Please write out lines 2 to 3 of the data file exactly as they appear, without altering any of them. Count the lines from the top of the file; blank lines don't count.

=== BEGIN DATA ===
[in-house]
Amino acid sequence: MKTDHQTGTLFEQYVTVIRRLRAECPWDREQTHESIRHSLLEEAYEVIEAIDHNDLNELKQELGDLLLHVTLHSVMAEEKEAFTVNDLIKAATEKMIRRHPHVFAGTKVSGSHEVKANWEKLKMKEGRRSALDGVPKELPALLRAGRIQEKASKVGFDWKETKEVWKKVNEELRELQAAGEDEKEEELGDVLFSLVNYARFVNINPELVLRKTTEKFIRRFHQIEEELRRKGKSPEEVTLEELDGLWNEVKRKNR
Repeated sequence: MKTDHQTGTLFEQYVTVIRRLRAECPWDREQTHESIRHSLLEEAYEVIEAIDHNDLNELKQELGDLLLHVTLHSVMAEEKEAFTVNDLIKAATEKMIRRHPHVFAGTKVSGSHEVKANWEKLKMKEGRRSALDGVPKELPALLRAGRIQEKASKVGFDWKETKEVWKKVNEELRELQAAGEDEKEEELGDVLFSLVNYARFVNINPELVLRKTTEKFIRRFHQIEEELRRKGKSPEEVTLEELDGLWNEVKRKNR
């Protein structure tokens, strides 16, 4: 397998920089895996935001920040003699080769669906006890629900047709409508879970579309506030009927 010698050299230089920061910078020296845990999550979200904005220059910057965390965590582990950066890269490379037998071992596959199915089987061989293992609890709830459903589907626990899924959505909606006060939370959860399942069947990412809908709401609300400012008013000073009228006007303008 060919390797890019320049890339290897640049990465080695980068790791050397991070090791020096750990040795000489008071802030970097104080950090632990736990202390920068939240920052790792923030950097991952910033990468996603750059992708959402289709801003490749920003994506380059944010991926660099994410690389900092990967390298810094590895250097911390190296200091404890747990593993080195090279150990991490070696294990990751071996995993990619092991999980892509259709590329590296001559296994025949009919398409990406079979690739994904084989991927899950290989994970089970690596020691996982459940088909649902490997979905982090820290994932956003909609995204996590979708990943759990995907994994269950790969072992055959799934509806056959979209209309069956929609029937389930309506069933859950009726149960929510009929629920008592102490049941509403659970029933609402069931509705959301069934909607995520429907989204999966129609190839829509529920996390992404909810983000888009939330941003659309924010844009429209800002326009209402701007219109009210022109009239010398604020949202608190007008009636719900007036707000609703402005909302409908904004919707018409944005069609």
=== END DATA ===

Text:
Amino acid sequence: MKTDHQTGTLFEQYVTVIRRLRAECPWDREQTHESIRHSLLEEAYEVIEAIDHNDLNELKQELGDLLLHVTLHSVMAEEKEAFTVNDLIKAATEKMIRRHPHVFAGTKVSGSHEVKANWEKLKMKEGRRSALDGVPKELPALLRAGRIQEKASKVGFDWKETKEVWKKVNEELRELQAAGEDEKEEELGDVLFSLVNYARFVNINPELVLRKTTEKFIRRFHQIEEELRRKGKSPEEVTLEELDGLWNEVKRKNR
Repeated sequence: MKTDHQTGTLFEQYVTVIRRLRAECPWDREQTHESIRHSLLEEAYEVIEAIDHNDLNELKQELGDLLLHVTLHSVMAEEKEAFTVNDLIKAATEKMIRRHPHVFAGTKVSGSHEVKANWEKLKMKEGRRSALDGVPKELPALLRAGRIQEKASKVGFDWKETKEVWKKVNEELRELQAAGEDEKEEELGDVLFSLVNYARFVNINPELVLRKTTEKFIRRFHQIEEELRRKGKSPEEVTLEELDGLWNEVKRKNR